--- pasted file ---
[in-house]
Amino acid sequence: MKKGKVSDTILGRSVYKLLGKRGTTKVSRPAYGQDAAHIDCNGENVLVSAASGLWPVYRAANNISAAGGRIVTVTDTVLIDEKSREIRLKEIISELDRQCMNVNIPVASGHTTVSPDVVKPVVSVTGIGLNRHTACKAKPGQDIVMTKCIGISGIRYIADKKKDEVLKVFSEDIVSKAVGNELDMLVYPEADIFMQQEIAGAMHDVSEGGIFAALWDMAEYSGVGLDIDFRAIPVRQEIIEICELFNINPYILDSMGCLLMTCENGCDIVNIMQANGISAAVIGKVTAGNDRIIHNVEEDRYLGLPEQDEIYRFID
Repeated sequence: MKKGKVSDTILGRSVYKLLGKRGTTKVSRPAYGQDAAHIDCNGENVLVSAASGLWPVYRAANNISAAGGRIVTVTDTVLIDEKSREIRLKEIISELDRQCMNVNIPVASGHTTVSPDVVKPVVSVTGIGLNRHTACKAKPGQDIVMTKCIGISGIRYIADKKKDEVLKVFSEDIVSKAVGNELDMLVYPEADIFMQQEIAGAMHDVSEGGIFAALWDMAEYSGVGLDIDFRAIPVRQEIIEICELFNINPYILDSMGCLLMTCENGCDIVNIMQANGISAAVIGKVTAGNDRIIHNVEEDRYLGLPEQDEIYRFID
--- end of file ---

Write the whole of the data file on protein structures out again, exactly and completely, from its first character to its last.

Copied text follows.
[in-house]
Amino acid sequence: MKKGKVSDTILGRSVYKLLGKRGTTKVSRPAYGQDAAHIDCNGENVLVSAASGLWPVYRAANNISAAGGRIVTVTDTVLIDEKSREIRLKEIISELDRQCMNVNIPVASGHTTVSPDVVKPVVSVTGIGLNRHTACKAKPGQDIVMTKCIGISGIRYIADKKKDEVLKVFSEDIVSKAVGNELDMLVYPEADIFMQQEIAGAMHDVSEGGIFAALWDMAEYSGVGLDIDFRAIPVRQEIIEICELFNINPYILDSMGCLLMTCENGCDIVNIMQANGISAAVIGKVTAGNDRIIHNVEEDRYLGLPEQDEIYRFID
Repeated sequence: MKKGKVSDTILGRSVYKLLGKRGTTKVSRPAYGQDAAHIDCNGENVLVSAASGLWPVYRAANNISAAGGRIVTVTDTVLIDEKSREIRLKEIISELDRQCMNVNIPVASGHTTVSPDVVKPVVSVTGIGLNRHTACKAKPGQDIVMTKCIGISGIRYIADKKKDEVLKVFSEDIVSKAVGNELDMLVYPEADIFMQQEIAGAMHDVSEGGIFAALWDMAEYSGVGLDIDFRAIPVRQEIIEICELFNINPYILDSMGCLLMTCENGCDIVNIMQANGISAAVIGKVTAGNDRIIHNVEEDRYLGLPEQDEIYRFID